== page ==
How does it feel summiting Colorado’s 1,781 peaks above 11,000 feet?

“Disappointing,” Alyson Kirk said. “I like working on the goal. I don’t like the finished product. There’s less new stuff in the state now.”

“Yeah, the higher the better,” added her husband, John, who along with Alyson last weekend trudged through knee-high snow to reach the final, 468th “11er” on their radar. Last year, with all 637 points above 13,000 feet secured, they checked off the last of their 676 “12ers.” That was still at the altitude they prefer.

Any lower, and it gets to be “more bushwhacking, less views,” said John, the creator of, the detailed catalog of mountain information in Colorado and beyond. “In a way, it gets to be scraping the bottom of the barrel.”

But the Morrison couple was all smiles Sunday atop an unnamed peak on the Grand Mesa, where they claimed becoming the third and fourth people to complete the 1,781-peak list. That is a list defined by summits with 300 feet of prominence, a widely accepted standard among alpinists.

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Making the Kirks’ conquest all the more staggering is the short time they took to accomplish it. She is 35, he 42, and it was less than 10 years ago when they started mountaineering together.

Alyson got hooked on fourteeners and soon after, in 2011, met John, whom she found to be an encyclopedia of mountain knowledge. The two connected on a deeper level, both having turned to the wilds in an escape from addiction.

“This is our addictive personality trying to put it into something healthier than drugs and alcohol,” Alyson told The Gazette in the summer, amid her dominant ultrarunning career. (Her latest victory came last month at Virginia’s Cloudsplitter.)

Ever since their first encounter in the Maroon Bells Wilderness, the Kirks have taken the term “weekend warrior” to another level. Soon after John finishes work as a financial manager on Friday evenings, the two take off in their Toyota 4Runner — they’ve burned through multiple 4Runners while racking up an estimated 50,000 miles a year on the road.

They have slept little on weekends, backpacking their way through forests and fields of rock and snow, following planned courses that net them multiple summits in two- or three-day spans, granting them access to heaven and hell on Earth, as they like to say.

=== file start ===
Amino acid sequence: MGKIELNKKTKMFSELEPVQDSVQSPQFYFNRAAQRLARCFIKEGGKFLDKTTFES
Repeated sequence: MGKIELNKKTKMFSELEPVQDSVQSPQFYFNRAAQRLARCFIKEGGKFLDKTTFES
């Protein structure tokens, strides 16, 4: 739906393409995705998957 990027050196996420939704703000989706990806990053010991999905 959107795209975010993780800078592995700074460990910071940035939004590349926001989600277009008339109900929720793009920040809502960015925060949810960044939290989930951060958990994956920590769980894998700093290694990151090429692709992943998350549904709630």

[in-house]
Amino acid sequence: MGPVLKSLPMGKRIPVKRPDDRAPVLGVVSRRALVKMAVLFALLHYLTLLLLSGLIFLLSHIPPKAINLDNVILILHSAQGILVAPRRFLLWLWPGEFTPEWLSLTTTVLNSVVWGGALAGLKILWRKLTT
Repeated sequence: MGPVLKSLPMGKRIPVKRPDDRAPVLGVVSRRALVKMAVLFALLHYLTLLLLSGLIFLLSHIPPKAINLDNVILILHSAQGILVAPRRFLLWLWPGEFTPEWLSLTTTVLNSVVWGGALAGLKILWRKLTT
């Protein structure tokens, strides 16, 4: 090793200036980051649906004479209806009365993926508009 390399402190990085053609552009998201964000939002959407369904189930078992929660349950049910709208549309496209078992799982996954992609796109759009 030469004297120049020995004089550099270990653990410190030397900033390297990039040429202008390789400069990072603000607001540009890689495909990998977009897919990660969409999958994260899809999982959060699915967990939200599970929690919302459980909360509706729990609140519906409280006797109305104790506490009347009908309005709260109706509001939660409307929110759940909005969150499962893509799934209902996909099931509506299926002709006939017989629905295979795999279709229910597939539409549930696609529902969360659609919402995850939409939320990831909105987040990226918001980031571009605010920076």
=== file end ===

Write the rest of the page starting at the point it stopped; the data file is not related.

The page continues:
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But as they’ve also learned: “It’s way better to suffer with somebody else than to suffer alone,” Alyson said.

Last month, they spent a short weekend snowshoeing about 40 miles to tag six 11,000-foot peaks. They were set on finishing their mission before winter took hold, explaining why they embarked to the Western Slope last weekend despite the unfavorable forecast.

After the last “11er,” snow still blowing, they traversed to the top of Priest Mountain at 10,991 feet — coincidentally the 1,800th on their checklist of the state’s highest summits.

“This is really kind of a sunset for our peak bagging in Colorado,” John said.

Now, the Kirks have bigger and bolder plans.

In what they’re calling the Kirk Project, the two will set out to be the first to summit the 2,122 mountains above 12,000 feet in the contiguous U.S.

They estimate they’re 67 percent complete, with lots to do in California. They expect that state’s technically demanding Palisades and jagged Minarets to be most trying. Also daunting is Wyoming’s Wind River Range, the sheer terrain combined with the threat of grizzly bears in the Absarokas.

“My No. 1 goal is for people to know me and John’s history and to kind of relate to it, and know that your path does not define who you can be in the future, and any goal is achievable, no matter how big it is,” Alyson said. “We don’t know how feasible this goal is, if it’s even possible, but we won’t know if we don’t try.”

Seth is a features writer at The Gazette, covering the outdoors and the people and places that make Colorado colorful.

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